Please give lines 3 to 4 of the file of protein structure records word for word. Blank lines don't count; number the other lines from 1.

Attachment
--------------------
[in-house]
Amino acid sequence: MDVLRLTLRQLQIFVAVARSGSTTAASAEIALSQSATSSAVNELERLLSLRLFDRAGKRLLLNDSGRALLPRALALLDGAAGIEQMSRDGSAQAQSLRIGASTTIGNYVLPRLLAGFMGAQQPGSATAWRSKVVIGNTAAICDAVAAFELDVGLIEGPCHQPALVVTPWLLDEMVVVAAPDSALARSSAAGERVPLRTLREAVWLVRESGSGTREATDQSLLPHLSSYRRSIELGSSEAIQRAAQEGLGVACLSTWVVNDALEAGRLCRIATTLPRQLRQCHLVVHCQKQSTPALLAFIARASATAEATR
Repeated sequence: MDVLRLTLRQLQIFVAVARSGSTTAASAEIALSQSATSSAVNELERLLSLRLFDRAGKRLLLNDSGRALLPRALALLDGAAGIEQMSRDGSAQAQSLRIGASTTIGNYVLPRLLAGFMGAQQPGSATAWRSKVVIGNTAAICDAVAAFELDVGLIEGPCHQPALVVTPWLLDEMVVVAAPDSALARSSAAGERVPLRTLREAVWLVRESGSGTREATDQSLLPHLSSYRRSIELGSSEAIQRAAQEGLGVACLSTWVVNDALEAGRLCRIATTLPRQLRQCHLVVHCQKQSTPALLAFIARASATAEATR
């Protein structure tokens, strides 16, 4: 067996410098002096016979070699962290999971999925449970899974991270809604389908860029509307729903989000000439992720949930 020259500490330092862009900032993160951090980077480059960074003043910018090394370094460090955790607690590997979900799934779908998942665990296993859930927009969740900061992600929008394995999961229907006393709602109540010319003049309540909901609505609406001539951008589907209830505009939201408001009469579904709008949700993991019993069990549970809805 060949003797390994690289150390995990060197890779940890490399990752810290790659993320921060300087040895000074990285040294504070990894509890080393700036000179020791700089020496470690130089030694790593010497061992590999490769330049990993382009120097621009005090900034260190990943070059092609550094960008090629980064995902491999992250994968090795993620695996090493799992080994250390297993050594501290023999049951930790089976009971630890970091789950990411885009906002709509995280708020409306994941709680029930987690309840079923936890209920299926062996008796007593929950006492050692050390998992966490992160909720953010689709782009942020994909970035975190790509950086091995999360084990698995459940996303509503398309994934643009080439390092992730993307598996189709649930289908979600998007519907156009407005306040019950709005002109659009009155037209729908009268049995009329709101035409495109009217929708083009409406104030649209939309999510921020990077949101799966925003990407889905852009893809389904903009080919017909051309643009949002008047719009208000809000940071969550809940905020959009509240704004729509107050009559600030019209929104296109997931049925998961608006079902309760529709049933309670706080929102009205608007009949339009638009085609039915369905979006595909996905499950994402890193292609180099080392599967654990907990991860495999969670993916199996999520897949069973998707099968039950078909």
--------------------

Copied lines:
Repeated sequence: MDVLRLTLRQLQIFVAVARSGSTTAASAEIALSQSATSSAVNELERLLSLRLFDRAGKRLLLNDSGRALLPRALALLDGAAGIEQMSRDGSAQAQSLRIGASTTIGNYVLPRLLAGFMGAQQPGSATAWRSKVVIGNTAAICDAVAAFELDVGLIEGPCHQPALVVTPWLLDEMVVVAAPDSALARSSAAGERVPLRTLREAVWLVRESGSGTREATDQSLLPHLSSYRRSIELGSSEAIQRAAQEGLGVACLSTWVVNDALEAGRLCRIATTLPRQLRQCHLVVHCQKQSTPALLAFIARASATAEATR
């Protein structure tokens, strides 16, 4: 067996410098002096016979070699962290999971999925449970899974991270809604389908860029509307729903989000000439992720949930 020259500490330092862009900032993160951090980077480059960074003043910018090394370094460090955790607690590997979900799934779908998942665990296993859930927009969740900061992600929008394995999961229907006393709602109540010319003049309540909901609505609406001539951008589907209830505009939201408001009469579904709008949700993991019993069990549970809805 060949003797390994690289150390995990060197890779940890490399990752810290790659993320921060300087040895000074990285040294504070990894509890080393700036000179020791700089020496470690130089030694790593010497061992590999490769330049990993382009120097621009005090900034260190990943070059092609550094960008090629980064995902491999992250994968090795993620695996090493799992080994250390297993050594501290023999049951930790089976009971630890970091789950990411885009906002709509995280708020409306994941709680029930987690309840079923936890209920299926062996008796007593929950006492050692050390998992966490992160909720953010689709782009942020994909970035975190790509950086091995999360084990698995459940996303509503398309994934643009080439390092992730993307598996189709649930289908979600998007519907156009407005306040019950709005002109659009009155037209729908009268049995009329709101035409495109009217929708083009409406104030649209939309999510921020990077949101799966925003990407889905852009893809389904903009080919017909051309643009949002008047719009208000809000940071969550809940905020959009509240704004729509107050009559600030019209929104296109997931049925998961608006079902309760529709049933309670706080929102009205608007009949339009638009085609039915369905979006595909996905499950994402890193292609180099080392599967654990907990991860495999969670993916199996999520897949069973998707099968039950078909």